The Great March of Return protests have catapulted the legitimacy of the Palestinian right of return to their land back into public prominence. They have also been instrumental in harnessing international scrutiny as Gaza's humanitarian catastrophe is exposed, alongside the Ramallah-based Palestinian Authority's premeditated actions to inflict as much collective punishment as possible upon Palestinians in the besieged enclave.
When Palestinians in the occupied West Bank protested in Ramallah and called upon President Mahmoud Abbas to lift his sanctions on Gaza, the PA's security forces dispersed them violently using tear gas and sound grenades. They also confiscated video recordings of the protests and tried to prevent journalists from reporting on them. A day before they took place, Abbas issued a ban on demonstrations, ostensibly to ensure public safety during the Muslim celebration of Eid Al-Fitr. Palinfo has reported that the "Campaign to Lift PA Sanctions on Gaza" will continue.
The protests have altered the usual dynamics of dissent and repression, in which the latter was usually a focal point due to dispersed protest action. However, the current mobilisation has the potential to dismantle the politics which so far have determined PA oppression. Israel, the PA and the international community have relied upon differentiation between Palestinians in Gaza and those in the occupied West Bank to sustain the enforced political rupture in terms of deprivation and controlled emancipation in each area respectively.
That Ramallah should be given a convenient and acceptable façade in sharp contrast to Gaza and other areas of the occupied West Bank is no coincidence. For Israel and the international community, allowing one location to flourish, within limits, in concordance with the coordinated repression elsewhere was instrumental in maintaining a façade of normalcy to promote the purported feasibility of diplomacy, notably the two-state compromise. By pitting Palestinian resistance against a veneer of controlled, successful enterprise, it was possible for the PA and the international community to dehumanise Gaza and justify cycles of Israeli violence, including deprivation, in order to ensure that the only acceptable discourse related to Palestine would be attributed directly to the Palestinian Authority.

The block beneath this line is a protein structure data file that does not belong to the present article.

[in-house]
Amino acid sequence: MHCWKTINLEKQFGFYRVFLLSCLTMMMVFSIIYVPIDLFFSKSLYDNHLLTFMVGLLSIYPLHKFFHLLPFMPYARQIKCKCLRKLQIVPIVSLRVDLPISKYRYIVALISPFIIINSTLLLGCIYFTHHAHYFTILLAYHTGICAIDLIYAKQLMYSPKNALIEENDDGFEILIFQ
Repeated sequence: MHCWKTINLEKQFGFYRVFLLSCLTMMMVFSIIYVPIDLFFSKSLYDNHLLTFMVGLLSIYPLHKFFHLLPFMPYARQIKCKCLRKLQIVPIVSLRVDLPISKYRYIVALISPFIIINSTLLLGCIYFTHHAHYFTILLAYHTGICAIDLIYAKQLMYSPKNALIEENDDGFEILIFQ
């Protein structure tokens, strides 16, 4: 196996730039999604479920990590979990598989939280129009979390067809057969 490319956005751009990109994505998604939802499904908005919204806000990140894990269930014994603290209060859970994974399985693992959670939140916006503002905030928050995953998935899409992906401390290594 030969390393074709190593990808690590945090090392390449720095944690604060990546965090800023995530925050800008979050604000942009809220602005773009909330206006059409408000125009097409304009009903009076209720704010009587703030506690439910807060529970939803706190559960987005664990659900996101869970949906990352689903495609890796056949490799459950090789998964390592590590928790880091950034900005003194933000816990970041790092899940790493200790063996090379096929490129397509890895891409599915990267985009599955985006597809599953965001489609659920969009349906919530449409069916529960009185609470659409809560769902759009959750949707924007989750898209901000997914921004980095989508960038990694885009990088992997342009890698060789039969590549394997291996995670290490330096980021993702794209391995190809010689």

However, Abbas's power-driven repression failed to take into consideration the possibility that, despite the different circumstances, Palestinians in the occupied West Bank and Gaza would, one day, be able to find common ground in their respective struggles. The façade favoured by the international community has long been deteriorating, with Palestinians in the West Bank being targeted, detained, tortured and imprisoned by the PA security services; these atrocities have failed to resonate within mainstream media. Abbas's purported "moderate" leadership is sponsored by the international community so there is no urge to offer a political solution that would safeguard Palestinians from all kinds of oppression, PA as well as Israeli. Rather, Palestinians have been forced into the definition of collateral damage in order to ensure that PA, Israeli and international interests remain secure.
The current protests in Gaza and the occupied West Bank have fractured the PA's authoritarian rule, at least for now. Palestinians have united for Gaza and against Abbas in an unprecedented manner in recent years. It is now possible to look beyond the imposed differentiations to push one truth to the fore, which is Abbas's revulsion of the Palestinians' anti-colonial struggle for their right of return. The Great March of Return protests have sparked a movement in Palestine that shows potential for politics to be articulated by the people, for the people; it is one that leaves no room for the violence and threats favoured by Abbas and the PA.
The views expressed in this article belong to the author and do not necessarily reflect the editorial policy of Middle East Monitor.